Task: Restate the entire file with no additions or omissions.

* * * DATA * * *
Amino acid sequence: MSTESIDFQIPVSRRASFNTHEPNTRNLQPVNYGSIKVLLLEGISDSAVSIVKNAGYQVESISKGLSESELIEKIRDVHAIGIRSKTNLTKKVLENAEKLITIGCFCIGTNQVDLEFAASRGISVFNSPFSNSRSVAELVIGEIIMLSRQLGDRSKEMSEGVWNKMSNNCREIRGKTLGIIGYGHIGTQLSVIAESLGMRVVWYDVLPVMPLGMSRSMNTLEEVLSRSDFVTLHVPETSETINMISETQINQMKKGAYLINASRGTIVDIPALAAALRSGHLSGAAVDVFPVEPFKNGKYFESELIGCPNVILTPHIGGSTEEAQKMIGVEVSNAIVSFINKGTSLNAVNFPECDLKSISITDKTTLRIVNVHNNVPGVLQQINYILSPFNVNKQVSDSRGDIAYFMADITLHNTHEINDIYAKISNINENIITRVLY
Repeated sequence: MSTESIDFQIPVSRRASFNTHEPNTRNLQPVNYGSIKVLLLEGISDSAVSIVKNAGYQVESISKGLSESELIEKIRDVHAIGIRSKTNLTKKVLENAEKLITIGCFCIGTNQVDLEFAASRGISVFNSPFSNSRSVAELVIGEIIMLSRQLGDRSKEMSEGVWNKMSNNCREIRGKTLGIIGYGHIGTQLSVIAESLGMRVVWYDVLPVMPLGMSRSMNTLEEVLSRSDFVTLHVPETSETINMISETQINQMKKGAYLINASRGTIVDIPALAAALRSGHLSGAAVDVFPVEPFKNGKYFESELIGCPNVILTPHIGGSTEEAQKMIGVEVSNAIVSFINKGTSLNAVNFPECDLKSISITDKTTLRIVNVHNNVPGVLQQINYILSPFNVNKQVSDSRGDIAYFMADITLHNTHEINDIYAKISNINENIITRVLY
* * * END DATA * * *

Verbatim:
Amino acid sequence: MSTESIDFQIPVSRRASFNTHEPNTRNLQPVNYGSIKVLLLEGISDSAVSIVKNAGYQVESISKGLSESELIEKIRDVHAIGIRSKTNLTKKVLENAEKLITIGCFCIGTNQVDLEFAASRGISVFNSPFSNSRSVAELVIGEIIMLSRQLGDRSKEMSEGVWNKMSNNCREIRGKTLGIIGYGHIGTQLSVIAESLGMRVVWYDVLPVMPLGMSRSMNTLEEVLSRSDFVTLHVPETSETINMISETQINQMKKGAYLINASRGTIVDIPALAAALRSGHLSGAAVDVFPVEPFKNGKYFESELIGCPNVILTPHIGGSTEEAQKMIGVEVSNAIVSFINKGTSLNAVNFPECDLKSISITDKTTLRIVNVHNNVPGVLQQINYILSPFNVNKQVSDSRGDIAYFMADITLHNTHEINDIYAKISNINENIITRVLY
Repeated sequence: MSTESIDFQIPVSRRASFNTHEPNTRNLQPVNYGSIKVLLLEGISDSAVSIVKNAGYQVESISKGLSESELIEKIRDVHAIGIRSKTNLTKKVLENAEKLITIGCFCIGTNQVDLEFAASRGISVFNSPFSNSRSVAELVIGEIIMLSRQLGDRSKEMSEGVWNKMSNNCREIRGKTLGIIGYGHIGTQLSVIAESLGMRVVWYDVLPVMPLGMSRSMNTLEEVLSRSDFVTLHVPETSETINMISETQINQMKKGAYLINASRGTIVDIPALAAALRSGHLSGAAVDVFPVEPFKNGKYFESELIGCPNVILTPHIGGSTEEAQKMIGVEVSNAIVSFINKGTSLNAVNFPECDLKSISITDKTTLRIVNVHNNVPGVLQQINYILSPFNVNKQVSDSRGDIAYFMADITLHNTHEINDIYAKISNINENIITRVLY